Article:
For Clinton resident Peter Lawlor, life needs flair and a bit of showmanship. Anything less is boring.
From New York City to Tokyo, Eugene Louis “Luigi” Faccuito’s jazz exercise technique has left a lasting mark on the dancing world — and at the end of the month, his chief prodigy will give South Whidbey the chance to learn his famed mentor’s authentic techniques. Manhattan-based jazz dance teacher Francis Roach is jetting over to South Whidbey from the Big Apple as part of his quest to teach dancers around the globe Faccuito’s techniques.
Arne Bergstrom has been running to let off steam since 1980, but later this month there is a noble cause that’ll keep his legs chugging… and chugging… and chugging. Bergstrom, a Langley resident, will take his habitual running across the Washington-Oregon state line to partake in the 35th annual Hood to Coast relay, one of the longest and largest relays in the world. In all, 1,050 twelve-person teams will go at their pace over the course of 18 hours.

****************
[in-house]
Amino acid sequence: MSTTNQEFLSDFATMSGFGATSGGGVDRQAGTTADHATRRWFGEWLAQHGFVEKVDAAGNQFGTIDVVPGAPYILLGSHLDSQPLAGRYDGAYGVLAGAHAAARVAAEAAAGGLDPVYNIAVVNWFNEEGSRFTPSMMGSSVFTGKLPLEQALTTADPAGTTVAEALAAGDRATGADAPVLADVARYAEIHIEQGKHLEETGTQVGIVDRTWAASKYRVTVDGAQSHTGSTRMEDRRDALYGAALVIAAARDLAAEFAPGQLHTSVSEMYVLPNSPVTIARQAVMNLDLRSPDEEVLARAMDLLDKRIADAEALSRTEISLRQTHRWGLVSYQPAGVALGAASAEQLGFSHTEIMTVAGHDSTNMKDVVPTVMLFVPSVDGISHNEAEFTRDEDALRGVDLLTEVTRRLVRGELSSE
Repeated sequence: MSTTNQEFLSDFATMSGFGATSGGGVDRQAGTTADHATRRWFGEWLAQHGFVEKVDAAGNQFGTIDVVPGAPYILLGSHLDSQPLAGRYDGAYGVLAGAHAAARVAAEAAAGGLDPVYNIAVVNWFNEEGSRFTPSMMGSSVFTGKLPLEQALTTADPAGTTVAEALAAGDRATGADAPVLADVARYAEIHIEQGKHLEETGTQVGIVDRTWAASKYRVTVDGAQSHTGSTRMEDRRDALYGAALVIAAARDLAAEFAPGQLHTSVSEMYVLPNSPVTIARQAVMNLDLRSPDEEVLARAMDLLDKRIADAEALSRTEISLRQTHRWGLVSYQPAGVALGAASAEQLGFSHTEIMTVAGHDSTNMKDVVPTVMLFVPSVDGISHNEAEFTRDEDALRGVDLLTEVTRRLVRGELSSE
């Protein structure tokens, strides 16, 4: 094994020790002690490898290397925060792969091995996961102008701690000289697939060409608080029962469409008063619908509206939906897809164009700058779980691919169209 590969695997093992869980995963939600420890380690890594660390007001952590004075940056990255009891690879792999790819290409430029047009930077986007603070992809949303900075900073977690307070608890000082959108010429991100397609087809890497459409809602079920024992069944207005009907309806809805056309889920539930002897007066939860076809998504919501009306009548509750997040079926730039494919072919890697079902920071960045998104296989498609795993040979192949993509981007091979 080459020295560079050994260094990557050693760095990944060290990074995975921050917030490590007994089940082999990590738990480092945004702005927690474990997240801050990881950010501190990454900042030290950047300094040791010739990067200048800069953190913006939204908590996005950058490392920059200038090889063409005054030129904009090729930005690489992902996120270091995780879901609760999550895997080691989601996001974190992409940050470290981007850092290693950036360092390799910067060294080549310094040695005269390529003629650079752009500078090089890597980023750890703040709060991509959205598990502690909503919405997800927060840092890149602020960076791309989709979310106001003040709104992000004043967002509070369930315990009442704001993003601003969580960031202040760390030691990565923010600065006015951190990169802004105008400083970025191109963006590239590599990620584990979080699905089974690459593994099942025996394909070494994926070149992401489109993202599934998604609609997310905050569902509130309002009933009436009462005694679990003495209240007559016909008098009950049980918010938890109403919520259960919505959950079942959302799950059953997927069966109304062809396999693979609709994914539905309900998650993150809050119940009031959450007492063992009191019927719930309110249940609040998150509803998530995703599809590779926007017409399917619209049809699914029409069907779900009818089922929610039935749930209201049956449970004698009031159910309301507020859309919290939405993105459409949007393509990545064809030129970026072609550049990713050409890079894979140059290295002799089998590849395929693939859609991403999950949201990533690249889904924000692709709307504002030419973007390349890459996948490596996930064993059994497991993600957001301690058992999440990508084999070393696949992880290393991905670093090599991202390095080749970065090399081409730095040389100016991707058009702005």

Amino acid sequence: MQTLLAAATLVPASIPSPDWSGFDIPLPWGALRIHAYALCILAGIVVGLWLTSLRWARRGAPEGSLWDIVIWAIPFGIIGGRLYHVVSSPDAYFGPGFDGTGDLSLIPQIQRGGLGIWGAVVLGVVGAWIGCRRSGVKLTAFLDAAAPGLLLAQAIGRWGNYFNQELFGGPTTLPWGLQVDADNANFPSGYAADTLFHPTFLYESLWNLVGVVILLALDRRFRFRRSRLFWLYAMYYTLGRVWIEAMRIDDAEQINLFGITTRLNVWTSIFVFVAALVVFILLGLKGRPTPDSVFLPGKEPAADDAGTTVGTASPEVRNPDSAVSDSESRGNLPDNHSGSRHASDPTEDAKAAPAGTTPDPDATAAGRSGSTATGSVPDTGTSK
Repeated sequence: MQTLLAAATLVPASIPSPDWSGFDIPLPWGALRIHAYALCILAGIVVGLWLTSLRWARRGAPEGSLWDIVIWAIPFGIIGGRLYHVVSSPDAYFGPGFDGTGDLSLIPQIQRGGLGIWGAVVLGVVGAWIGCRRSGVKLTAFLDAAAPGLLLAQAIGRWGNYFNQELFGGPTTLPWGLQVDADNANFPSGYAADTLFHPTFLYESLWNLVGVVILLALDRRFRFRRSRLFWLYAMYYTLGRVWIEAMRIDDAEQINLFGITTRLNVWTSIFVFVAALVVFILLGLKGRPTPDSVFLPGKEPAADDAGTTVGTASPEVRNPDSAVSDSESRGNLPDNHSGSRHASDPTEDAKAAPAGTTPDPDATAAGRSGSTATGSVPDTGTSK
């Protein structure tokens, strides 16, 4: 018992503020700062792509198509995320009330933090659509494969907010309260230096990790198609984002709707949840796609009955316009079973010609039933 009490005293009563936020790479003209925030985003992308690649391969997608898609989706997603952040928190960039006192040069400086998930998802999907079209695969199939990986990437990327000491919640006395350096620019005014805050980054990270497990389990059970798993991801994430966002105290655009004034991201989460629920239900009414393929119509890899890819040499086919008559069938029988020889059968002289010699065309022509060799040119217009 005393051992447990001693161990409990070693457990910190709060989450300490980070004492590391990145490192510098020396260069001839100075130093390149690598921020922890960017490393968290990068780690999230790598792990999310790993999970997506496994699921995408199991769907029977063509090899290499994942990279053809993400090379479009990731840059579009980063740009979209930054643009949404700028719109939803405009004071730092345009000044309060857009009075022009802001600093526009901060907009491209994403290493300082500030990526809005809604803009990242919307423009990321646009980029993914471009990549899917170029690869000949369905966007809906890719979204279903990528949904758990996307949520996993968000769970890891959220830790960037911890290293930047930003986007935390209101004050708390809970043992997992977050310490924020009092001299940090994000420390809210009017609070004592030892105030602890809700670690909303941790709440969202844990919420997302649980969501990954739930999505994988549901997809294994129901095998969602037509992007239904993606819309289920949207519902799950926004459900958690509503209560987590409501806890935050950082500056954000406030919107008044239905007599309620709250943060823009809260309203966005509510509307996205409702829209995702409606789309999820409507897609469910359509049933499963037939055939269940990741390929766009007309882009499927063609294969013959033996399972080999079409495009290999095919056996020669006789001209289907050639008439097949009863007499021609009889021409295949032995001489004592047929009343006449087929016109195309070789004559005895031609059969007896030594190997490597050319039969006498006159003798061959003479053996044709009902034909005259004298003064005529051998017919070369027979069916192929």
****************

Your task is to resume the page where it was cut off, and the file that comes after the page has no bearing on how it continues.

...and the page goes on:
For Director Josette Hendrix and the people at the Northwest Language and Cultural Center, language is more than a useful tool to keep in a back pocket; it’s rather a window to a deeper understanding to the rest of the world. The center has believed in bringing language classes and cultural experiences to South Whidbey since its conception two decades ago, and it’s in that spirit that the center will celebrate its 20th birthday by throwing a multi-cultural night of music, food and activities.
Art lovers can’t always imagine what a piece might look like on their walls, but an exhibition hosted in an idyllic private residence will have aficionados envisioning the pieces in their own homes.
A squadron of about 50 huge, white seabirds has been sighted flying over Whidbey. Observers, including serious birders, are scratching their heads. It’s the American white pelican that has put the birding community in a flutter. If you are familiar with their smaller cousin, the brown pelican, imagine an all-white bird with black feathers along the trailing edges of their wings and a large orange/yellow bill. White pelicans weigh in at around 20 pounds, twice the size of brown pelicans.